Monday, November 09, 2009

Elizabeth Kolbert reviews Superfreakonomics

She opens her scathing review with the Parable of Horseshit, in which a major problem of the late nineteenth century was solved almost overnight by technological innovation -- essentially, motor cars that wiped out the horsecars.

She closes her review with another reference to horseshit:

To be skeptical of climate models and credulous about things like carbon-eating trees and cloudmaking machinery and hoses that shoot sulfur into the sky is to replace a faith in science with a belief in science fiction. This is the turn that “SuperFreakonomics” takes, even as its authors repeatedly extoll their hard-headedness. All of which goes to show that, while some forms of horseshit are no longer a problem, others will always be with us.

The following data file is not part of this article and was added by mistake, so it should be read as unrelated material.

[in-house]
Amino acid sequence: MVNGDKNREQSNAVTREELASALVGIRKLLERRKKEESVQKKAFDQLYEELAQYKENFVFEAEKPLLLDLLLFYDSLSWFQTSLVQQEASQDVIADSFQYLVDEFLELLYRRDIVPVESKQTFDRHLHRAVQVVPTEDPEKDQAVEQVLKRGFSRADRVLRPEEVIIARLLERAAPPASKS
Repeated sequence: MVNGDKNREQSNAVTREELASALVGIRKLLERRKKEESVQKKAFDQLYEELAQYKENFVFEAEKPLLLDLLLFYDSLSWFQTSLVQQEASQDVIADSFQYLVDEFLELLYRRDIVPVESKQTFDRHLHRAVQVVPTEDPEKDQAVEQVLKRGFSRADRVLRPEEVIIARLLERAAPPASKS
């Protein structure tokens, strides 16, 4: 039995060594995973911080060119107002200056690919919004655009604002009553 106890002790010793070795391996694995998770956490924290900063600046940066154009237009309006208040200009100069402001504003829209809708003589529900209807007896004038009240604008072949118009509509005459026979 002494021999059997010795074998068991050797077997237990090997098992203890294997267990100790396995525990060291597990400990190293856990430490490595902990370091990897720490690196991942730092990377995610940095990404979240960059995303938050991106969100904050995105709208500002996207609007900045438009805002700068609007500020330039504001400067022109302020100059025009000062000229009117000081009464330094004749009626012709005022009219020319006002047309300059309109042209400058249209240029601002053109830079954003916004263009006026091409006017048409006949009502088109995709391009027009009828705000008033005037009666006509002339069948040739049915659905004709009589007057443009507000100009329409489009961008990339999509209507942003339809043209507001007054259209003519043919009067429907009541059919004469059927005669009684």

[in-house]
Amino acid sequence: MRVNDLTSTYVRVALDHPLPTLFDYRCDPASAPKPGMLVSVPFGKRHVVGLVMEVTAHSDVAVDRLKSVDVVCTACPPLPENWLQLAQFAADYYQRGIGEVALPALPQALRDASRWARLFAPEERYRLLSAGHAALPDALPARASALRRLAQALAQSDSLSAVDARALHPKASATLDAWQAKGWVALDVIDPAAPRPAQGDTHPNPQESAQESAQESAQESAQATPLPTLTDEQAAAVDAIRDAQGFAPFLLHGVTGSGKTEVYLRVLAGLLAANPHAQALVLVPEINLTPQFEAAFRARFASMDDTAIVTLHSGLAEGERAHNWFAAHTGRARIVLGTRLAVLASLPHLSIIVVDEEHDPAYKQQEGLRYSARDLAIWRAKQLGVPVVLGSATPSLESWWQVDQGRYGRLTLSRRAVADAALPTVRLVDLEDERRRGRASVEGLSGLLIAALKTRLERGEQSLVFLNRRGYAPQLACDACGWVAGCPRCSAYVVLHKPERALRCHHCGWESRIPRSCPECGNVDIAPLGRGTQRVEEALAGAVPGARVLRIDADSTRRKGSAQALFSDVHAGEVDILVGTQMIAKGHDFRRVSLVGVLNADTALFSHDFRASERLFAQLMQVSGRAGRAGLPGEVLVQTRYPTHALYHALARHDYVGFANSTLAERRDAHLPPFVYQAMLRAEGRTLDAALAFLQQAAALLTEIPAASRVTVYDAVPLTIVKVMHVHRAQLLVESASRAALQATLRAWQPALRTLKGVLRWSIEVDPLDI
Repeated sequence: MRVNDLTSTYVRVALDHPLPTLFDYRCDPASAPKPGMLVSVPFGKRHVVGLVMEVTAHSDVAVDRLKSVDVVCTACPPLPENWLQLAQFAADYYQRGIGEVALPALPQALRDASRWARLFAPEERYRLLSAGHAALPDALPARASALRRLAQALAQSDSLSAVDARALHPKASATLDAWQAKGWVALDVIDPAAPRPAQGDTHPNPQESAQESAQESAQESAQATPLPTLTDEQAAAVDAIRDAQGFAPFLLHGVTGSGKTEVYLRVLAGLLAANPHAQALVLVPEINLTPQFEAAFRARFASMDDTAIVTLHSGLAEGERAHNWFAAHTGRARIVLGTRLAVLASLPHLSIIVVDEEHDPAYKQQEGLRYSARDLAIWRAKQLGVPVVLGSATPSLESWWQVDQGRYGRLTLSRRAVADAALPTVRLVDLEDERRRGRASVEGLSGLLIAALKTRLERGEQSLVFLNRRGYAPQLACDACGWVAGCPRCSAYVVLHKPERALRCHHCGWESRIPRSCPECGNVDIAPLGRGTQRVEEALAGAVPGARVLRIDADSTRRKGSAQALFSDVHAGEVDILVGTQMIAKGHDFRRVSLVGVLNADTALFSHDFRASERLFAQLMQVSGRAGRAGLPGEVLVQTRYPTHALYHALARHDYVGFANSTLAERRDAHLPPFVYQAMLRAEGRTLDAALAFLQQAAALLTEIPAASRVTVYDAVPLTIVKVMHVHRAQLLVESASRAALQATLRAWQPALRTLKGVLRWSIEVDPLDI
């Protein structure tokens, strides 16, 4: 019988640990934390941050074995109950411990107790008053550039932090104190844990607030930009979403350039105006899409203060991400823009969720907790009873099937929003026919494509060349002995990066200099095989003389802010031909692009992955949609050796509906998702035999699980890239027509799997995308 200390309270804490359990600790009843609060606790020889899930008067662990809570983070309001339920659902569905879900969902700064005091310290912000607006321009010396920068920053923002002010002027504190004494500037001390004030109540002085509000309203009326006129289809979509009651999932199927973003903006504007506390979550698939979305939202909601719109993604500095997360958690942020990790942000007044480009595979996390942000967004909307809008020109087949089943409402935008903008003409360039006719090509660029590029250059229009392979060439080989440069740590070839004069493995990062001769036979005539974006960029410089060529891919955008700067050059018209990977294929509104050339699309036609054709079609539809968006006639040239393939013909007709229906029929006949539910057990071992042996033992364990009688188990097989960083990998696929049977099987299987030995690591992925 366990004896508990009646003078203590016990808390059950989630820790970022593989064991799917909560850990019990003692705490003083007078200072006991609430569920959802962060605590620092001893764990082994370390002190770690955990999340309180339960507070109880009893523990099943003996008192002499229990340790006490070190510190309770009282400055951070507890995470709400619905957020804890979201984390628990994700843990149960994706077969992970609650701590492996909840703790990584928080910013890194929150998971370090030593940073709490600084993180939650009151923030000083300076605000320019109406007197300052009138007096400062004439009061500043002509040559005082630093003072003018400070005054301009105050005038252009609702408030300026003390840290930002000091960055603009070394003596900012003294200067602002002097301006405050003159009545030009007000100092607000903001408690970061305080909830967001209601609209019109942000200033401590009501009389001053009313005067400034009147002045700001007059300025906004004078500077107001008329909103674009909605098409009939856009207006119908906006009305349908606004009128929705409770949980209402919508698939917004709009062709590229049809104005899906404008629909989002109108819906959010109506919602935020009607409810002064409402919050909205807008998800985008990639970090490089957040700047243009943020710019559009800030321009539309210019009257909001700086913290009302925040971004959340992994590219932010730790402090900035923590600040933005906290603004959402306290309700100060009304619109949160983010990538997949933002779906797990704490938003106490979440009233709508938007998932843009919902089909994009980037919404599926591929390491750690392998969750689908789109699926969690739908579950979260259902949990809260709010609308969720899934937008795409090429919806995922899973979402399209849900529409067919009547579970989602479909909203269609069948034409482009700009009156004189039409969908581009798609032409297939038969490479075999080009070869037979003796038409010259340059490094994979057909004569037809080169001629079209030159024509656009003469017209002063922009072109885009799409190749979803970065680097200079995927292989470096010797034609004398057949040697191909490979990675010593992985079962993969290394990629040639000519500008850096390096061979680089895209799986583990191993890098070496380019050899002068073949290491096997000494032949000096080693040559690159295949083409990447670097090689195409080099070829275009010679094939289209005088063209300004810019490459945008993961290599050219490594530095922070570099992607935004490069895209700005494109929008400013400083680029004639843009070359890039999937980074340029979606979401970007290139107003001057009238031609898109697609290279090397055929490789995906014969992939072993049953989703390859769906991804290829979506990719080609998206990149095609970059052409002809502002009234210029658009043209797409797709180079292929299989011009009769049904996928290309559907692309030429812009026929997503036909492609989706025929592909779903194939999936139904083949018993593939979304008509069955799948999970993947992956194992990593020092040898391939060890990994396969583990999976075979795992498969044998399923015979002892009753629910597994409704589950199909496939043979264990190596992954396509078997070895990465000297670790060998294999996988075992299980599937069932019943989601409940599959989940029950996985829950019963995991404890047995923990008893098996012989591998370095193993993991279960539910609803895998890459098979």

1. Anonymous said...

    In a recent interview, Levitt made it clear that cutting back emissions is a long term mitigation plan that will take maybe 50 years to control CO2 levels, IF all nations agree, etc. But in the short term, there's nothing wrong in looking for ways to actively look for ways to hasten that process. It's risky big science, but not science fiction. Several ideas are already being put to the test. One was the Lohafex expt in which India played an active part, but which failed (for a very interesting reason, see here: ). There's a very interesting TED talk on 'geo-engineering' here that is a must-watch: . So though it might ruffle some feathers, Levitt's not really denying climate change or saying don't cut down on emissions. He's just saying, let's look at faster and maybe more efficient ways to get there. And looks like there may be some data to support such an approach, judging by the material presented in the TED talk. It's a healthy debate. -- SS.

  2. Wavefunction said...

    Kolbert is clearly angry with the authors of Superfreakonomics. She herself never states any scientific reasons why geo-engineering might be science fiction. Nor has she asked molecular biologists about carbon-eating trees. Kolbert seems to accuse the authors of not properly exploring the science, and yet there is little evidence that she herself has seriously done so. Sad to see such a polemic from an otherwise fine writer.